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U.S. could reduce gas emissions by up to 29% by 2020, report says

Dec 8, 2009 - The Associated Press

COPENHAGEN - U.S. greenhouse gas emissions could be cut up to 29 percent by 2020 from 2005 levels if all gas-cutting measures contained in bills currently under deliberation at Congress are implemented, a private-sector think tank report says.

The World Resources Institute, a Washington-based environmental think tank, put forth the analysis in the report released in late October, titled Emission Reductions Under Congress' Cap & Trade Proposals.

The 29 percent figure, which is equivalent to 17 percent reductions from 1990 levels, is much more ambitious than the 17 percent reduction target from 2005 levels the U.S. government unveiled last month.

The report suggests that the United States can be ready to set a larger target.

The bills currently under deliberation at Congress are the Clean Energy Jobs and American Power Act and the American Clean Energy and Security Act.

The bills, which call for launching the so-called cap and trade mechanism, are intended to impose an upper limit, or cap, on greenhouse gas emissions from business corporations or organizations and encourage them to trade their emissions quotas, or credits.

The emissions caps in these bills achieve reductions of 17 and 14 percent respectively relative to 2005 levels in 2020, the report says, adding that by 2050, both the bills achieve reductions of 72 percent relative to 2005 levels.

Estimates of total U.S. emissions in 2012 under the emissions caps in both the bills "are approximately 300 million tons higher than recent short-term projections of U.S. emissions for 2010 published by the Energy Information Administration."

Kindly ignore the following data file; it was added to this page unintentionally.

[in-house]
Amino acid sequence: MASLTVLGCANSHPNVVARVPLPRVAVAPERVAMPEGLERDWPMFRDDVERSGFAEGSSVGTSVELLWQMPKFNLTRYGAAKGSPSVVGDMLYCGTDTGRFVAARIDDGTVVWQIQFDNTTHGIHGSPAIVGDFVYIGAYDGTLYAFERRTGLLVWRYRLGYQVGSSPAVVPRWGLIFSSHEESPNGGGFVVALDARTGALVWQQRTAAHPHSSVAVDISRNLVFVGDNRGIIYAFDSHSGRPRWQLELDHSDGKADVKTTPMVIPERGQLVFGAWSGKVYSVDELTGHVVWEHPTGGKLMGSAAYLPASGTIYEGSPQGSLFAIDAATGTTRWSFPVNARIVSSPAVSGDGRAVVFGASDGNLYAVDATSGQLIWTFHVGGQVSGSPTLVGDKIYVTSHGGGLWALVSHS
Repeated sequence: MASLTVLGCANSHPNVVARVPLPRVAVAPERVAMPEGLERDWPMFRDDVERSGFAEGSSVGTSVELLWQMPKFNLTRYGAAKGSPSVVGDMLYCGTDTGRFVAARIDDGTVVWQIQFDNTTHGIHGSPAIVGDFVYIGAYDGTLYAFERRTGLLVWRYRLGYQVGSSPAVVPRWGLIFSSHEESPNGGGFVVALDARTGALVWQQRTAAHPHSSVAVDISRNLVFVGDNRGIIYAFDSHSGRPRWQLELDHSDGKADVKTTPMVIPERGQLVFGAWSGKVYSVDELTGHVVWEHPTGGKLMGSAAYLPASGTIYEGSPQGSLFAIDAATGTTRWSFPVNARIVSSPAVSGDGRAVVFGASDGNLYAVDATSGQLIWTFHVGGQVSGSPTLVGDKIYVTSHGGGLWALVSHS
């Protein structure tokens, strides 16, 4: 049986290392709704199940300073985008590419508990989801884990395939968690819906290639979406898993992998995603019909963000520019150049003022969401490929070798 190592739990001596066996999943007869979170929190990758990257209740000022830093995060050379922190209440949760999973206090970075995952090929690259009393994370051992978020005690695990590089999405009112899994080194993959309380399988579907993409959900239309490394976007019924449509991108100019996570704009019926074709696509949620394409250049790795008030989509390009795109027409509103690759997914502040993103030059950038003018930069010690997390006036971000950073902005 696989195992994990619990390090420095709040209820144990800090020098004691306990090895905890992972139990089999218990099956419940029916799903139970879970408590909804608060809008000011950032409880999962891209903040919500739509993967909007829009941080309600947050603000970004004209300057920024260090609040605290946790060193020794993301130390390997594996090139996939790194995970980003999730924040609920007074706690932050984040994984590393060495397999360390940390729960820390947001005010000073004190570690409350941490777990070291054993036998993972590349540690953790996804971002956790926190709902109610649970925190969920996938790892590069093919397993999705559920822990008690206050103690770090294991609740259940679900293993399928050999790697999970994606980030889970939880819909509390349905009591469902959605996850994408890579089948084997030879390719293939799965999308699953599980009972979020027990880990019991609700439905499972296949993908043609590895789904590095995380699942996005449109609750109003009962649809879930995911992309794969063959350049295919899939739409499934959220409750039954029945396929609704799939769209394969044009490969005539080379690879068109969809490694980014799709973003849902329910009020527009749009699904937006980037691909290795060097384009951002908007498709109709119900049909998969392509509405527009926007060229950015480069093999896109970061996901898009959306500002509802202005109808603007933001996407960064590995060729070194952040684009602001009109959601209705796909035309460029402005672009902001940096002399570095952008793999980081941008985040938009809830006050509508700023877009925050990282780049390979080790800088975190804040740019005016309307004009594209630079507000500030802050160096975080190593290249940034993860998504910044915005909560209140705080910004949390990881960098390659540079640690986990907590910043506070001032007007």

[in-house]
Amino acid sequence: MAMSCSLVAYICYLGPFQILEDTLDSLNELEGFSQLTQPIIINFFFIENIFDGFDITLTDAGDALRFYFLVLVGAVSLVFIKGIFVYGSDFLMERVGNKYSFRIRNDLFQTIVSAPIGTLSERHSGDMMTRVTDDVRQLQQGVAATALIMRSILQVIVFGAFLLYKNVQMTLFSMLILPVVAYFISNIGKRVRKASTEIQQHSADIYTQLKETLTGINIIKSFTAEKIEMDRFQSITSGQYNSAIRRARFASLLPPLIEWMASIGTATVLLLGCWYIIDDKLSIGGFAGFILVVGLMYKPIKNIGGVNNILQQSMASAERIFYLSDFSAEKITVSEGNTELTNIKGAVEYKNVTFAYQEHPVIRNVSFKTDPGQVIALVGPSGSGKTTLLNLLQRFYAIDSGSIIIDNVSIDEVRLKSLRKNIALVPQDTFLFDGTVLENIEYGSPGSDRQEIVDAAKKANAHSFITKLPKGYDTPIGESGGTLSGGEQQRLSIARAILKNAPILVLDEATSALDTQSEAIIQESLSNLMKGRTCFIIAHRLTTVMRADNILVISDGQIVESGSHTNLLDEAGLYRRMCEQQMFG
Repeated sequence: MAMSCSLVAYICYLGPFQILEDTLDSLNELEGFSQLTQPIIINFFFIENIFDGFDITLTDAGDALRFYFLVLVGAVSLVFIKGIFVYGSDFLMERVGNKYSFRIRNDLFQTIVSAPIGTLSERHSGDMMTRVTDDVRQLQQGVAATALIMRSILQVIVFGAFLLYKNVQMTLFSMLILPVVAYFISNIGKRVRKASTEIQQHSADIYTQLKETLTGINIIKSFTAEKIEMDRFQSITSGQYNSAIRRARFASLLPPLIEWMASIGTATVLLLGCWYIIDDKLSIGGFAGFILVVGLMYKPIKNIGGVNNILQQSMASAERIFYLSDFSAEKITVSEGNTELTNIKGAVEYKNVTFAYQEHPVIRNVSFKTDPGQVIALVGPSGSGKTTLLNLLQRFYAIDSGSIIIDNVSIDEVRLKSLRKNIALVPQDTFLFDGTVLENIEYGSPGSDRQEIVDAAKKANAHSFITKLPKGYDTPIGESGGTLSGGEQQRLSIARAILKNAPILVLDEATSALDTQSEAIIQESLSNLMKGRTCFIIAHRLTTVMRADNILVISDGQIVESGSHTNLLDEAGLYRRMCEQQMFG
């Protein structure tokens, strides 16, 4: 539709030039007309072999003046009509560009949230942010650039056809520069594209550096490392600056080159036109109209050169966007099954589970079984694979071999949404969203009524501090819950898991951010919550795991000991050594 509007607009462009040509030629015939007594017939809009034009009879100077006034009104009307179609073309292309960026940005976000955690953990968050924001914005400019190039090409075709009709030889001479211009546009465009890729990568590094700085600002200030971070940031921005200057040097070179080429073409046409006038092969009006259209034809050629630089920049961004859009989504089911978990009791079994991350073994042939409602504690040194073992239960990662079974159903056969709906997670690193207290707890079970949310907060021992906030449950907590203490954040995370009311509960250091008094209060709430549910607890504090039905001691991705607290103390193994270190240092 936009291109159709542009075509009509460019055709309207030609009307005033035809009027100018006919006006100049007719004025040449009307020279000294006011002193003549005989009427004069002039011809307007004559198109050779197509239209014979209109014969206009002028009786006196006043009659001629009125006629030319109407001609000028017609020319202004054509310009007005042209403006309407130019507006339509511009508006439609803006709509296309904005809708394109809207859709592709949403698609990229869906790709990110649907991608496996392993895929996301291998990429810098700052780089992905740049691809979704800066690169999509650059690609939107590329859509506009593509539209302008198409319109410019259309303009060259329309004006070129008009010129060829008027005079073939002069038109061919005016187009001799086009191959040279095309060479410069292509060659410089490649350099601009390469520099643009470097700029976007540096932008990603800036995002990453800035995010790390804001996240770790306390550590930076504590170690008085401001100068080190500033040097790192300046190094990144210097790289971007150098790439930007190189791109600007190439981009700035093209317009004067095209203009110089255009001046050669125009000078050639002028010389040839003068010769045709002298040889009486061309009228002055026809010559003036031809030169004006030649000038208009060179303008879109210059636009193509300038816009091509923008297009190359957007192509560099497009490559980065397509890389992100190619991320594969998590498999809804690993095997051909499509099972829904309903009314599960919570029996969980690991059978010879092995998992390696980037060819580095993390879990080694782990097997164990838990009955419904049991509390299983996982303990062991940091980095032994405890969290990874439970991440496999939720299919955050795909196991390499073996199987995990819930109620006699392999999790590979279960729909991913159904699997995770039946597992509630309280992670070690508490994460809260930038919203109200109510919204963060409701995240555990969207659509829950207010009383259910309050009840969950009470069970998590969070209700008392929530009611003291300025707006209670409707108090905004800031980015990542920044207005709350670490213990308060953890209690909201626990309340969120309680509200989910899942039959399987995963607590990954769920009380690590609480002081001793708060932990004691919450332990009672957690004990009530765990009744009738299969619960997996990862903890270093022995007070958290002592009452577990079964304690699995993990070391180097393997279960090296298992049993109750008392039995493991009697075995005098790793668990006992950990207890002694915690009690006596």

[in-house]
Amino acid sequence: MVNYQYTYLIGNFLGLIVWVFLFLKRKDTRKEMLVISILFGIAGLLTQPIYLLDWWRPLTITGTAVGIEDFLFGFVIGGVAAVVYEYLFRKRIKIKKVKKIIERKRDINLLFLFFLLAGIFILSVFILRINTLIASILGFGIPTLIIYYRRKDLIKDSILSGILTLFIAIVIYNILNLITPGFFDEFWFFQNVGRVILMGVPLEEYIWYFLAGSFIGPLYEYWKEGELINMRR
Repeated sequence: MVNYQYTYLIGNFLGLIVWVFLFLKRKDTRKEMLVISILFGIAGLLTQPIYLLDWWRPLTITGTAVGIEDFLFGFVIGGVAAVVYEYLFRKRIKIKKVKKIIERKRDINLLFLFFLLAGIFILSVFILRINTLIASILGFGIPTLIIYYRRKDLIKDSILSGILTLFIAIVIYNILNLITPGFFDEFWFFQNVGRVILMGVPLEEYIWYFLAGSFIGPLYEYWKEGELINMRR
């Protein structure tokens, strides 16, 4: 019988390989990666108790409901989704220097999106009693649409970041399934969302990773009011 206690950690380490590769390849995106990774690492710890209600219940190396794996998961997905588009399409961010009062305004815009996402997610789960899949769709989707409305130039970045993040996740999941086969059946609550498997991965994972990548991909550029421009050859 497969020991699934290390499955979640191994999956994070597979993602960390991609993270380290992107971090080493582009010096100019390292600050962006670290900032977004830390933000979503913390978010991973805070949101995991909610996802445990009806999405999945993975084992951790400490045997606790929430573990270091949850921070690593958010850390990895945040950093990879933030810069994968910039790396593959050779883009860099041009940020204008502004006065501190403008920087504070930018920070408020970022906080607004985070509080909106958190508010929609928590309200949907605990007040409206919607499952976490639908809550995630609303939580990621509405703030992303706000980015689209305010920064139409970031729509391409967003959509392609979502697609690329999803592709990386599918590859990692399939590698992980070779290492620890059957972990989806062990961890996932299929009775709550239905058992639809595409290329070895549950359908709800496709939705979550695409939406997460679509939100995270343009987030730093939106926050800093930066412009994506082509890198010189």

While the bills contain similar complementary measures in addition to emissions caps, "they are sometimes applied in different ways and in turn result in somewhat different relative emission reductions," it says.

Specifically, the report says, "When all complementary requirements are considered in addition to the caps, greenhouse gas emissions would be reduced 29 and 28 percent relative to 2005 levels by 2020 and 73 and 75 percent relative to 2005 levels by 2050" for the two bills respectively.

When additional potential emission reductions are considered, the bills could achieve up to 34 and 33 percent relative to 2005 levels by 2020 and up to 78 and 81 percent relative to 2005 levels by 2050 respectively, the report says.

"The actual amount of reductions will depend on the quantity and quality of international offsets used for compliance and the effectiveness of supplemental reduction programs that do not explicitly contain greenhouse gas reduction requirements," it says.